What Makes a Leader: Being Authentic, Supportive, and Trustworthy

Todd Richardson Foresight, What Makes A Leader? Leave a Comment

Leaders have many characteristics, but according to one executive, three key traits are evident in every successful leader.

WhatMakesaLeader_smallThere’s no magic formula or recipe for “What makes a leader?” Leaders come in all different shapes and sizes, with diverse backgrounds and experiences. That’s why leadership, and more importantly leadership style, is deeply personal.

Though countless personality traits, approaches and styles can form a leader’s DNA, three characteristics are consistently exhibited by successful leaders: They are authentic, supportive and trustworthy. How well leaders adapt and express these characteristics in day-to-day dealings with their teams will ultimately determine their ability to inspire others and lead effectively.

Leadership Trait No. 1: Be Authentic

Successful leaders care about far more than their employees’ work performance. Whenever I meet with employees, I spend the first few minutes asking about their lives outside of work—families, pets, upcoming vacations, sick parents, books they’re reading, etc. In addition to being genuinely interested, this helps my team know I care about them as people, not just as employees. In fact, I’ve known most of my employees far longer outside of our current work relationship. Work is simply one facet of our deeper personal relationships. As a manager, I care about an employee’s work. As a leader, I care about the whole person.

Authenticity goes both ways. That’s why I share my work and personal life with my employees as well. They not only know what I expect at work, but also who I am as a person. They know about my outside interests, family and, when appropriate, personal and work-related ups and downs. A good leader strives not only to know their team, but also to be known by that team. That’s how strong, long-lasting partnership are forged.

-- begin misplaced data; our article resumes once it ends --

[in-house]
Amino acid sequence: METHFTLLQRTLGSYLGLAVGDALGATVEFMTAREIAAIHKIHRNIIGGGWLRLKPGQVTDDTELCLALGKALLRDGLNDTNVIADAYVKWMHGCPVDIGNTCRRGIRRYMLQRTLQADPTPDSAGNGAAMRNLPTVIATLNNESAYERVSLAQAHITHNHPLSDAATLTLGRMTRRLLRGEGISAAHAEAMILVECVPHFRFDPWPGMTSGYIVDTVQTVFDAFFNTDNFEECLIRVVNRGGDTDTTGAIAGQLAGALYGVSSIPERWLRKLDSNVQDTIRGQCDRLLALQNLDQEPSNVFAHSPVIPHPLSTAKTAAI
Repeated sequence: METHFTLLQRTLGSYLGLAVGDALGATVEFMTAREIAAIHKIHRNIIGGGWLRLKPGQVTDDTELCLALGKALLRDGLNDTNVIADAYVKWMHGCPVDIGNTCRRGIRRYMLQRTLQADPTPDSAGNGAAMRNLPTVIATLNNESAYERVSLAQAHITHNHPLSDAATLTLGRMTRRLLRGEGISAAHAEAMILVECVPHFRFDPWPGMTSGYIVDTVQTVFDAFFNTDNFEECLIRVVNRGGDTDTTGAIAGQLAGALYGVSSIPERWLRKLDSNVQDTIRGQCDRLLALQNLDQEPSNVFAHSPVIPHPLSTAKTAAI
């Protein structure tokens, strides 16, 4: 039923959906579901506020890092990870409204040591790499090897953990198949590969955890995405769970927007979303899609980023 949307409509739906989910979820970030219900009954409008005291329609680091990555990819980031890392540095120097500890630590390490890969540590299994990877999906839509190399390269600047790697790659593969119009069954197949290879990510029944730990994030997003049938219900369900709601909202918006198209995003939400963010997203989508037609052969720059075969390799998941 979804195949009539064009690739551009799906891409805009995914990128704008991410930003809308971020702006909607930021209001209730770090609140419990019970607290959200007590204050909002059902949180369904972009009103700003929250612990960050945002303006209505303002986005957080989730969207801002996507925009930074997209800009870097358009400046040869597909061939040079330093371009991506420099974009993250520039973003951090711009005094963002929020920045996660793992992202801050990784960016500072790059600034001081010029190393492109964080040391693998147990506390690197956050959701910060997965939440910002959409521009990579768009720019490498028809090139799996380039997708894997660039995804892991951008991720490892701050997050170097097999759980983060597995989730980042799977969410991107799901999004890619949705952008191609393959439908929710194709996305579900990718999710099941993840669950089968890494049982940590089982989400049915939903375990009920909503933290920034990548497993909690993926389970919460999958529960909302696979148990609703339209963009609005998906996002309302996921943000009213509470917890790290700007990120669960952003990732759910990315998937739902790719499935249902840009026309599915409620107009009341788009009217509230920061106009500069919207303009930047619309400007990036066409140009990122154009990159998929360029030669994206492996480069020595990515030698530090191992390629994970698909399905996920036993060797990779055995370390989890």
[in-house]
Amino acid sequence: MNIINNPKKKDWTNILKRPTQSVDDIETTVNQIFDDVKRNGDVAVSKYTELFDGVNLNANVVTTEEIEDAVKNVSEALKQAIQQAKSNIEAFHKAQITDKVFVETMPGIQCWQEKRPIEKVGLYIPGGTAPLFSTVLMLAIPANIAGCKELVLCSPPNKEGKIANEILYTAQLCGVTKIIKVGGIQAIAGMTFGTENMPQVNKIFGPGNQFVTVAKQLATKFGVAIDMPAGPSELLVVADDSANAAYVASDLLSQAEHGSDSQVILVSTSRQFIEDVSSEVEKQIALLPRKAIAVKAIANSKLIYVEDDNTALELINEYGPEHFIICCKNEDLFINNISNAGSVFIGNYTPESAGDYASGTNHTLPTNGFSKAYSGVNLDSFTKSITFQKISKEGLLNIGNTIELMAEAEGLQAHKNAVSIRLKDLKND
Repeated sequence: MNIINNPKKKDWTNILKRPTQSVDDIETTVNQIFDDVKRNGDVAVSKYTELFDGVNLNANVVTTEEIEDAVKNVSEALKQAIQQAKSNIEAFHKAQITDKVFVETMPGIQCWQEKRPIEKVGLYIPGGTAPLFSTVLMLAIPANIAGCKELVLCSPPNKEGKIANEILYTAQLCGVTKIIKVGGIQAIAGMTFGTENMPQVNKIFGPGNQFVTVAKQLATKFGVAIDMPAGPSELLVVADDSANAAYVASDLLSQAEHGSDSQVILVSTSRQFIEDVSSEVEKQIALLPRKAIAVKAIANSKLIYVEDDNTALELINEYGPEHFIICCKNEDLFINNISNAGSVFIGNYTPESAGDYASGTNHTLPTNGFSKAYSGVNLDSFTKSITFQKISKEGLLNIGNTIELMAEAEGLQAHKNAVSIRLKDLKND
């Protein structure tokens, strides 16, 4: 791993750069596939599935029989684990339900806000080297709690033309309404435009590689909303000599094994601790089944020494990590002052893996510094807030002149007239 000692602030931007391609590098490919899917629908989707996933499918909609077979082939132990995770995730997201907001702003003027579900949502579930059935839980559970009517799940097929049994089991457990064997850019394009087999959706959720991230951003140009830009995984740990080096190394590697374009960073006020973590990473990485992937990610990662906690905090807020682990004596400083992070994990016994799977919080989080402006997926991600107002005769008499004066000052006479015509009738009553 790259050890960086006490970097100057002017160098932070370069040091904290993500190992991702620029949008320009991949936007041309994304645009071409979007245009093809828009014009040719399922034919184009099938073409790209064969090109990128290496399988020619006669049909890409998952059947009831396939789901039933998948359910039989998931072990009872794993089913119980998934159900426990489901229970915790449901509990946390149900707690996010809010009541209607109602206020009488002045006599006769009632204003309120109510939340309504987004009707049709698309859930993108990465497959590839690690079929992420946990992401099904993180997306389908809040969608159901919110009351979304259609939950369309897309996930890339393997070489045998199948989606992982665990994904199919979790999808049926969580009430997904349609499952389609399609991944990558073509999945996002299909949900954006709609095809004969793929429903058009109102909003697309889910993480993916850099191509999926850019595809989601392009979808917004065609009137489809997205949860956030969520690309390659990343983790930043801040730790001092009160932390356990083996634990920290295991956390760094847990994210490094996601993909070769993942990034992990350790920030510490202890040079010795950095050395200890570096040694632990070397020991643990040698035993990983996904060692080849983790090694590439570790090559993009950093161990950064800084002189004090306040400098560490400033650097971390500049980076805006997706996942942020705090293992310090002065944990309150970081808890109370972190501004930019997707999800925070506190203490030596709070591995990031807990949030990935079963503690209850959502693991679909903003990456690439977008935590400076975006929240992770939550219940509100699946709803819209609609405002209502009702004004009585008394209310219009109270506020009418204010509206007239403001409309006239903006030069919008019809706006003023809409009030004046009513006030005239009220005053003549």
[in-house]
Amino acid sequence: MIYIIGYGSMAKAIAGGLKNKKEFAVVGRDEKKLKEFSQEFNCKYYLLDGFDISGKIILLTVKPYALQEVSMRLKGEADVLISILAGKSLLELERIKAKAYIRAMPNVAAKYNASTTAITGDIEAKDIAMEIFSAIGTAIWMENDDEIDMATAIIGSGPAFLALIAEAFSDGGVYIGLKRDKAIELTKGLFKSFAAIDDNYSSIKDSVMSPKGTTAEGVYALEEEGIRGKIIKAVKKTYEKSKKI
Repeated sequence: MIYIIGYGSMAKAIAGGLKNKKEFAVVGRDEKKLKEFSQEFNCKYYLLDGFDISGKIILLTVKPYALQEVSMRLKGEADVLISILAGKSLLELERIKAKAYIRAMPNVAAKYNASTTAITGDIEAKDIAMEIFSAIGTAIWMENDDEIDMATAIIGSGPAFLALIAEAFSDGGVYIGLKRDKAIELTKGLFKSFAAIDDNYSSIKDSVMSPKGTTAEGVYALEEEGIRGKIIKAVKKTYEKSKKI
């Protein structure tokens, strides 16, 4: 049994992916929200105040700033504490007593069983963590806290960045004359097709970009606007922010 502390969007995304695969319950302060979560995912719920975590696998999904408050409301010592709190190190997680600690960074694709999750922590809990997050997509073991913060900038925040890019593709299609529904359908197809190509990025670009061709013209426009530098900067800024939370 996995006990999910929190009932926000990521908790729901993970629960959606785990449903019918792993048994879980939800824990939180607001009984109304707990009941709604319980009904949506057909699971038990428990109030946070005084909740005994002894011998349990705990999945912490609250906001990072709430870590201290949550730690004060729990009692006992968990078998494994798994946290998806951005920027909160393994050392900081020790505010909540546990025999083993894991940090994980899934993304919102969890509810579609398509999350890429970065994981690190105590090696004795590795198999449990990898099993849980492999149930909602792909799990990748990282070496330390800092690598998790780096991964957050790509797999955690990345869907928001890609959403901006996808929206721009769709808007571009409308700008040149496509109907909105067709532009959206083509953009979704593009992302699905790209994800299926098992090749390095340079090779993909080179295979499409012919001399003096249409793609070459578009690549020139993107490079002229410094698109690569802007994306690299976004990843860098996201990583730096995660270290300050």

Leadership Trait No. 2: Be Supportive

When the going gets tough, good leaders have their team members’ backs. Regardless of their industry, position and experience, all employees experience challenges at work. Projects hit roadblocks. Deadlines are missed. Personalities clash. Honest mistakes are made.

Good leaders use these opportunities to show grace and support. They acknowledge and address issues, but always maintain public support for their teams. They help employees understand it’s OK to make mistakes, as long as they learn from them. It’s okay to try new things, even if they don’t always turn out as planned. Employees who “work scared” are ineffective. Employees who know their leader is there to catch them if they fall work courageously.

(Note: There’s a big difference between condoning incompetency and being supportive. Good leaders aggressively coach employees with consistent performance issues, and may eventually need to transition underperforming team members out of employment. Support, as I refer to it here, is shown to high-potential, high-performing employees who give their all and have the capacity to learn from their mistakes.)

Leadership Trait No. 3: Be Trustworthy

Trust is the foundation of a good marriage. It’s also the foundation of a good leader-employee partnership. Employees work harder, contribute more and get greater enjoyment out of their work when they genuinely trust their leaders. But, their trust must be earned every day.

Good leaders are authentic and supportive. But they also display unwavering honesty, ethical behavior and sound decision-making with their team’s best interests at heart. Strong leaders also are transparent and trust their employees enough to share candid feedback and updates. They don’t sugarcoat. They don’t beat around the bush. They don’t keep employees in the dark “for their own good.” Employees are adults, and they should be treated like adults. Hearing the truth—good or bad—directly from their leaders builds trust.

Putting it all Together

Though there’s no magic bullet for an effective leader, those who make an intentional effort to be authentic, supportive and trustworthy will reap the rewards of stronger teams, better results and greater personal and professional fulfillment.


O37C9883Todd Richardson is Executive Vice President of Administration at ExactTarget. Richardson was featured in Issue No. 8 of Forefront.


Todd Richardson

Todd Richardson

Todd is the former Executive Vice President of Administration for Salesforce.com (previously ExactTarget before Salesforce.com acquired ExactTarget in 2013)
Todd Richardson

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